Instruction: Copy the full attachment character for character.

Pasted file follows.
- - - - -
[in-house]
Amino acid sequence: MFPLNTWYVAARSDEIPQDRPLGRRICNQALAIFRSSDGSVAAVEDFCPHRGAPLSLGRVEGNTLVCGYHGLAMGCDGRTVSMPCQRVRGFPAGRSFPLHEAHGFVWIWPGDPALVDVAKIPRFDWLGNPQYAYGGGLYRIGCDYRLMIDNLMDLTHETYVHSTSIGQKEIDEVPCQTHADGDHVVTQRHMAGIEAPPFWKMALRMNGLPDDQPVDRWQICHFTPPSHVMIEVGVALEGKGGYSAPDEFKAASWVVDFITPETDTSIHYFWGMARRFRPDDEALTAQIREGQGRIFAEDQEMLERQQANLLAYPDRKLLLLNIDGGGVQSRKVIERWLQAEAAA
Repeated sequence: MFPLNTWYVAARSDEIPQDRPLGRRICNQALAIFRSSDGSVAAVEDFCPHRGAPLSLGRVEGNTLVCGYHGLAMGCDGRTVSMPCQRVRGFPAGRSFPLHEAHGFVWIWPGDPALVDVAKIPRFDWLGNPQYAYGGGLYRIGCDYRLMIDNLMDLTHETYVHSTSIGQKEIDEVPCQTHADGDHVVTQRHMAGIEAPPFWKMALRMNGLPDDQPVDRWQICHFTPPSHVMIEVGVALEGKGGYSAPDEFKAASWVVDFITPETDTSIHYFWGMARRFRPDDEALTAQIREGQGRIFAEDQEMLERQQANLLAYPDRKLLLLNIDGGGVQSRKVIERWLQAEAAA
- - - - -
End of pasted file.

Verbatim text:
[in-house]
Amino acid sequence: MFPLNTWYVAARSDEIPQDRPLGRRICNQALAIFRSSDGSVAAVEDFCPHRGAPLSLGRVEGNTLVCGYHGLAMGCDGRTVSMPCQRVRGFPAGRSFPLHEAHGFVWIWPGDPALVDVAKIPRFDWLGNPQYAYGGGLYRIGCDYRLMIDNLMDLTHETYVHSTSIGQKEIDEVPCQTHADGDHVVTQRHMAGIEAPPFWKMALRMNGLPDDQPVDRWQICHFTPPSHVMIEVGVALEGKGGYSAPDEFKAASWVVDFITPETDTSIHYFWGMARRFRPDDEALTAQIREGQGRIFAEDQEMLERQQANLLAYPDRKLLLLNIDGGGVQSRKVIERWLQAEAAA
Repeated sequence: MFPLNTWYVAARSDEIPQDRPLGRRICNQALAIFRSSDGSVAAVEDFCPHRGAPLSLGRVEGNTLVCGYHGLAMGCDGRTVSMPCQRVRGFPAGRSFPLHEAHGFVWIWPGDPALVDVAKIPRFDWLGNPQYAYGGGLYRIGCDYRLMIDNLMDLTHETYVHSTSIGQKEIDEVPCQTHADGDHVVTQRHMAGIEAPPFWKMALRMNGLPDDQPVDRWQICHFTPPSHVMIEVGVALEGKGGYSAPDEFKAASWVVDFITPETDTSIHYFWGMARRFRPDDEALTAQIREGQGRIFAEDQEMLERQQANLLAYPDRKLLLLNIDGGGVQSRKVIERWLQAEAAA